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Moratorium on waiting list cull - National

Hon Tony Ryall MP
National Party Health Spokesman

7 May 2005

Moratorium on waiting list cull - National

National is calling for a moratorium on culling patients from hospital waiting lists as District Health Boards start to target even the sickest patients and senior specialists describe the cull as ‘dangerous and risky’.

"The waiting list cull is getting out of control. Senior medical specialists are calling it ‘dangerous and risky’. And now even top priority patients are facing the chop," says Mr Ryall.

His call comes as Canterbury DHB prepares to dump another 2,000 patients who are waiting to see specialists. The DHB has already dumped 2,000 people from their specialist waiting list this year.

"The Government should put a moratorium on culling the waiting lists. Senior medical specialists are now saying that preventing patients from getting their first specialist assessments is dangerous and risky. They say it is increasing uncertainty, stress and health risks for patients. Mr Hodgson, on the other hand, says patients are better off with their GP.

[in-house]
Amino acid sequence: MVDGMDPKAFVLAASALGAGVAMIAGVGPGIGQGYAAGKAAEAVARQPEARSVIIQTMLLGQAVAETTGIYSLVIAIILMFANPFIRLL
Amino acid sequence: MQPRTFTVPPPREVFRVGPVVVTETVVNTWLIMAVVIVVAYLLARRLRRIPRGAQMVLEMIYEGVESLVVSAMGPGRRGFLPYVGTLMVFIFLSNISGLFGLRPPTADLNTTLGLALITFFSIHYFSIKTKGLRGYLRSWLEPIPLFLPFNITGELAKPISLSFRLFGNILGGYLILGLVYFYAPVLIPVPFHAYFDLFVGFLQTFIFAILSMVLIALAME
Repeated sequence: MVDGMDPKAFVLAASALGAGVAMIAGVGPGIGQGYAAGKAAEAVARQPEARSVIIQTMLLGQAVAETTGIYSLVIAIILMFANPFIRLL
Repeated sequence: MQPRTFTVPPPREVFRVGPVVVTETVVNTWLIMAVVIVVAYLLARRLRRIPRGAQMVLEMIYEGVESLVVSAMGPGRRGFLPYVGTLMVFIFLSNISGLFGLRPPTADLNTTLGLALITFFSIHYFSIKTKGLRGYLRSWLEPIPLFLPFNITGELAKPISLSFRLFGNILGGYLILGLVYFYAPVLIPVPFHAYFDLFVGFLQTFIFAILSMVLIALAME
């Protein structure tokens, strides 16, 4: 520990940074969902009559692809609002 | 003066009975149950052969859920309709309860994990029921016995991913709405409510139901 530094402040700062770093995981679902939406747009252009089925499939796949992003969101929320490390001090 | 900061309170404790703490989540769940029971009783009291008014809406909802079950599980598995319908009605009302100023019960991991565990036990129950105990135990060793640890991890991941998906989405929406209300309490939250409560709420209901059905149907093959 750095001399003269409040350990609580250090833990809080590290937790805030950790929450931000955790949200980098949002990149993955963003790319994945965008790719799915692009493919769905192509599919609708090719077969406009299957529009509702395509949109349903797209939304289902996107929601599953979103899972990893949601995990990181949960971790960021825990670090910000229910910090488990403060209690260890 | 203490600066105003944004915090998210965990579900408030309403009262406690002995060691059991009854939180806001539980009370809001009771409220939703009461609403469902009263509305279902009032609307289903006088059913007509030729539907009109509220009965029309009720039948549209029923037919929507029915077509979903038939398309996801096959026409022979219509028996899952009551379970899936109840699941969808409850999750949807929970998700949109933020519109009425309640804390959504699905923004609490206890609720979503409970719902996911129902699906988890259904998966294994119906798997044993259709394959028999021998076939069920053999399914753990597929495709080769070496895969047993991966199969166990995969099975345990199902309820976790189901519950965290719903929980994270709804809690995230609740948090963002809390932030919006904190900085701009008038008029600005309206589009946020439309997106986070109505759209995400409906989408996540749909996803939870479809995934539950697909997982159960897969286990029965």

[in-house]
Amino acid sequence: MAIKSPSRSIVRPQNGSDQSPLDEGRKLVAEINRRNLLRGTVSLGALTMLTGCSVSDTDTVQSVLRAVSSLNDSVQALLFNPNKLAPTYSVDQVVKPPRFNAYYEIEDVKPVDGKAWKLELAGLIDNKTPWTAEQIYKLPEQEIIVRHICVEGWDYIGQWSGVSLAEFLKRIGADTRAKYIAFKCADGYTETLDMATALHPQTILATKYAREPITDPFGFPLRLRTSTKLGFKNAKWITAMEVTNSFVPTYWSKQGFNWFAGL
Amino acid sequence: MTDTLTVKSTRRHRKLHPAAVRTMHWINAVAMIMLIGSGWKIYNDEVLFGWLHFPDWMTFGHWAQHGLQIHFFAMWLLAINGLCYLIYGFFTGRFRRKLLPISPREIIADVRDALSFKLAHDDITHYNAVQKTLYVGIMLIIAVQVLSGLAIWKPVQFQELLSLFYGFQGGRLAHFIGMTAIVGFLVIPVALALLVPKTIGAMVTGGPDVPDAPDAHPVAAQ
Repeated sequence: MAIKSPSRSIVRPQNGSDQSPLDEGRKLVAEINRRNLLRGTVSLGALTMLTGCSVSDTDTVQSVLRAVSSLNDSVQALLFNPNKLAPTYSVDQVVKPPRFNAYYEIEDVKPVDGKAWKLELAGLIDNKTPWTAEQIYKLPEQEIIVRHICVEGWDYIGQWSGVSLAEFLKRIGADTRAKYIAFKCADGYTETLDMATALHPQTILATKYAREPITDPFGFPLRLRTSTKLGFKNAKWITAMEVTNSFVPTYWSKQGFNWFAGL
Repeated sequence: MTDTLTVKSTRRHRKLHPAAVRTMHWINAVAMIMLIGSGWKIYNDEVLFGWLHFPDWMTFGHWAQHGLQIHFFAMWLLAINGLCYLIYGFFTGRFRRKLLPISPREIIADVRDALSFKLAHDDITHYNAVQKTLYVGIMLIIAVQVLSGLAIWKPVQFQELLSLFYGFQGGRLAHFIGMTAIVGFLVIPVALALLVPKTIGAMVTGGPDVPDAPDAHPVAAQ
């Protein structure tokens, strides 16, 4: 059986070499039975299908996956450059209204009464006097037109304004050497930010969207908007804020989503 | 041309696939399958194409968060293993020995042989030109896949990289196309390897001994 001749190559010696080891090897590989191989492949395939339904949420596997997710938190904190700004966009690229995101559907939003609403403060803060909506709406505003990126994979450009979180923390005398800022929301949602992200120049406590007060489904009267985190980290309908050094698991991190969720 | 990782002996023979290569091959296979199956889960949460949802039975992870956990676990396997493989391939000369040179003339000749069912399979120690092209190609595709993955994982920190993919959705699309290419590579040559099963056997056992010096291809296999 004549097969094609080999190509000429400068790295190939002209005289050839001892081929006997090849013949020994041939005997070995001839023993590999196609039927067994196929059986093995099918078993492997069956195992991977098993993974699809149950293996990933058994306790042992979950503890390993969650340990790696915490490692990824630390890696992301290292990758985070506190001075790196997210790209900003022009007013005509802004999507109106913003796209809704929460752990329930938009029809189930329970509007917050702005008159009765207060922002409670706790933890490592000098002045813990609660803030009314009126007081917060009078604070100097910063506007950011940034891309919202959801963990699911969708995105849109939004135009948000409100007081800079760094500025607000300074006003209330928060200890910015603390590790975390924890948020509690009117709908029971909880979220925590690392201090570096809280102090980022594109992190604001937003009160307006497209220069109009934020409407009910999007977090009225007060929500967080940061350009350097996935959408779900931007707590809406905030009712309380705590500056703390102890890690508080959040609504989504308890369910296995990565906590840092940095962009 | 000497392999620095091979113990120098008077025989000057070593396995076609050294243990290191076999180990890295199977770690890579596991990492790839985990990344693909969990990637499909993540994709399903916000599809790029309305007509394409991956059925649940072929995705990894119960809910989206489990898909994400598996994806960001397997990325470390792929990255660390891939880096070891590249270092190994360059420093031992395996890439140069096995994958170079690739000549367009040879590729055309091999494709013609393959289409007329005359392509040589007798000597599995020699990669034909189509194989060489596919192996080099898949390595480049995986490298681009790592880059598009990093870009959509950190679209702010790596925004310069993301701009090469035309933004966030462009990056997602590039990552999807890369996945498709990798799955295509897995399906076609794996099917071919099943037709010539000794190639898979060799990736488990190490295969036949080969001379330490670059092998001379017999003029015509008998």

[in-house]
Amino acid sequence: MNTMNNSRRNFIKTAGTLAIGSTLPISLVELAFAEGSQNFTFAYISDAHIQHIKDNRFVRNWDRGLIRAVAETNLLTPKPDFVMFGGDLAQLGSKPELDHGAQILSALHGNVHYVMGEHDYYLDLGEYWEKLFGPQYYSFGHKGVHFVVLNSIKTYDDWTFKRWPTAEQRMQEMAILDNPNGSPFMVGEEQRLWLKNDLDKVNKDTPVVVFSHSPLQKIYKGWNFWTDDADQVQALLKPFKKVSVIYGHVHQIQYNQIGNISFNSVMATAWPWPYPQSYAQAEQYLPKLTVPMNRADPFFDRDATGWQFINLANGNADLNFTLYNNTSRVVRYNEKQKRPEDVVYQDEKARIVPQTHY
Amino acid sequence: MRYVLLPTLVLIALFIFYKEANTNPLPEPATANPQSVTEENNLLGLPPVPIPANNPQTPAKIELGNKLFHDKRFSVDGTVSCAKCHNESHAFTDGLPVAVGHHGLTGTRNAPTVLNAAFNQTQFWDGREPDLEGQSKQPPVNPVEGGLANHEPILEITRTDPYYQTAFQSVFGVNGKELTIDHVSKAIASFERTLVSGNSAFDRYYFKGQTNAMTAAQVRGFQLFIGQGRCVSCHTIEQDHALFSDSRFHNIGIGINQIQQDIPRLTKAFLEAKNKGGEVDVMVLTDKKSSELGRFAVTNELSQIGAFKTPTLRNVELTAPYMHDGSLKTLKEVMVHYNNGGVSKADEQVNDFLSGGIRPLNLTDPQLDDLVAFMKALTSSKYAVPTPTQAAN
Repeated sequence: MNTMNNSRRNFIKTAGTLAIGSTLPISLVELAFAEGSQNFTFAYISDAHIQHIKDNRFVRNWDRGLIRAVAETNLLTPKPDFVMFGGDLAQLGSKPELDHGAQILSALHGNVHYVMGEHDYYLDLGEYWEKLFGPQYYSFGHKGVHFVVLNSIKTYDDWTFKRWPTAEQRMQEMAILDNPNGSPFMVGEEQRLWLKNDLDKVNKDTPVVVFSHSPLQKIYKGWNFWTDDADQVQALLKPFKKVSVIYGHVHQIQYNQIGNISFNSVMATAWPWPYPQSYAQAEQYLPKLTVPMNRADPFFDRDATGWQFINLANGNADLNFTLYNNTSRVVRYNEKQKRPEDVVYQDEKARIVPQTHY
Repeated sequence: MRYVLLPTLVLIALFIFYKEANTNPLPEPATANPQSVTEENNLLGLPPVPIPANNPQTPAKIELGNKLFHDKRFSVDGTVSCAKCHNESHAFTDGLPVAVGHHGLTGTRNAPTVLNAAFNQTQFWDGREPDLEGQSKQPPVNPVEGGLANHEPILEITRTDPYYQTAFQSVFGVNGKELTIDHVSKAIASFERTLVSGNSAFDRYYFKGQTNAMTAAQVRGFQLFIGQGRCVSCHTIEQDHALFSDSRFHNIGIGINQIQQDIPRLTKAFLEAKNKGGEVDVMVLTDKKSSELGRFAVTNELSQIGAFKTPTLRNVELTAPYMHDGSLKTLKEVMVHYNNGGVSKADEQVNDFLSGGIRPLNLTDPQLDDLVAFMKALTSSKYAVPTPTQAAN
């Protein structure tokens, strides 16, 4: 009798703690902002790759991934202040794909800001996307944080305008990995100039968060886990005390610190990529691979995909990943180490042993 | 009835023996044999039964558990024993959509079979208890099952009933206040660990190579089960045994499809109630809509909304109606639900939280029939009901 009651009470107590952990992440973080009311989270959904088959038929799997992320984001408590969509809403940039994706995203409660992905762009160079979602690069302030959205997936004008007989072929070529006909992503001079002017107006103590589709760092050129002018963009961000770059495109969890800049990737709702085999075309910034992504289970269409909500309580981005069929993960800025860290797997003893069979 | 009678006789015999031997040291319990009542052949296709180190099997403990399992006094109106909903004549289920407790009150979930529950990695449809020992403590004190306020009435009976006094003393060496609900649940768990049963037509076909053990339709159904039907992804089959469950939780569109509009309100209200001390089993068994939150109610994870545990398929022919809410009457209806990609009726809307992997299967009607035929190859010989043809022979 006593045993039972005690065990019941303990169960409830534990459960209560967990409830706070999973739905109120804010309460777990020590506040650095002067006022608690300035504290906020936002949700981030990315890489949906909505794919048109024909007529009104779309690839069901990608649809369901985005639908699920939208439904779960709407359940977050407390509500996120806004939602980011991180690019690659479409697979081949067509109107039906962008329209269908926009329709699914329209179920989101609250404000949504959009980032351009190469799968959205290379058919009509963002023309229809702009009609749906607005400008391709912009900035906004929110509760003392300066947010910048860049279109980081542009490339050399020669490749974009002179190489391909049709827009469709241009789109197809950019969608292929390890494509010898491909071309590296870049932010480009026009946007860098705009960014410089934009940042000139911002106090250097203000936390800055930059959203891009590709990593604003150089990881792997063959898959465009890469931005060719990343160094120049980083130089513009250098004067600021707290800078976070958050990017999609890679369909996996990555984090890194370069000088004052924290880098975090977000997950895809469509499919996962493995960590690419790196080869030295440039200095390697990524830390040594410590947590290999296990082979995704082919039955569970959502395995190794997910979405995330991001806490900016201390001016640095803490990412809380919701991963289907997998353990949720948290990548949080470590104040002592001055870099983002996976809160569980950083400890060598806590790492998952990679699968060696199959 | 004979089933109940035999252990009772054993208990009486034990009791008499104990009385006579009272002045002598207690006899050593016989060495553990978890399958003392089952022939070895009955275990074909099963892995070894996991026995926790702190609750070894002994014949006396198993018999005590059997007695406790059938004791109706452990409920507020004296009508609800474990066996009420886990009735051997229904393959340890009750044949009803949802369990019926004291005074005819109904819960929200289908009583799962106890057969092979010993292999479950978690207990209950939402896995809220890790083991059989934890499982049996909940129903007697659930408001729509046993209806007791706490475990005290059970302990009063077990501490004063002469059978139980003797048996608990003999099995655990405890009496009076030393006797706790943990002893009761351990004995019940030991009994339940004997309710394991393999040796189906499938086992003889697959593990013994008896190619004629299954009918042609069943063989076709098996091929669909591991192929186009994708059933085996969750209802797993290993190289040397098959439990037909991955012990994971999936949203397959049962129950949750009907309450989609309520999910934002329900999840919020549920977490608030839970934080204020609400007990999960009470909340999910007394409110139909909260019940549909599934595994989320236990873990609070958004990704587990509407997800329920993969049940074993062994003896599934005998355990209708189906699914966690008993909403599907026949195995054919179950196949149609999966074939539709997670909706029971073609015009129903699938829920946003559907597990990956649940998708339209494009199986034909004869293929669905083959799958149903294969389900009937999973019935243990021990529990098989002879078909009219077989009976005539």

"It's clear Pete Hodgson has no idea what panic his edict to start culling has caused. Nor does he have any idea how much it’s costing the health system to shuttle these patients between their GPs and the various waiting lists in the system.”

A leading Canterbury immunologist has been reported as saying that some category A patients - those with greatest need to see a specialist - may be culled. Patients with degenerative conditions like osteoporosis and those suffering chronic pain will certainly be culled.

"There are 25,000 people who’ve been waiting more than six months to see a specialist. These people are at particular risk of being culled to meet the Government's demands.

“Doctors up and down the country tell me that the patients being culled would benefit from seeing a specialist.”

Mr Ryall says the patients being dumped are sicker.

"We know the kind of patients seen by specialists are getting sicker and the people getting operations are sicker. Therefore the people getting dumped must be sicker.

"Mr Hodgson is totally bewildered with no idea how to fix this. National says we could get more elective services through smart use of the private sector, greater involvement of specialists in decision-making, cuts to bureaucracy, and moving resources into services through a greater focus on value for money."


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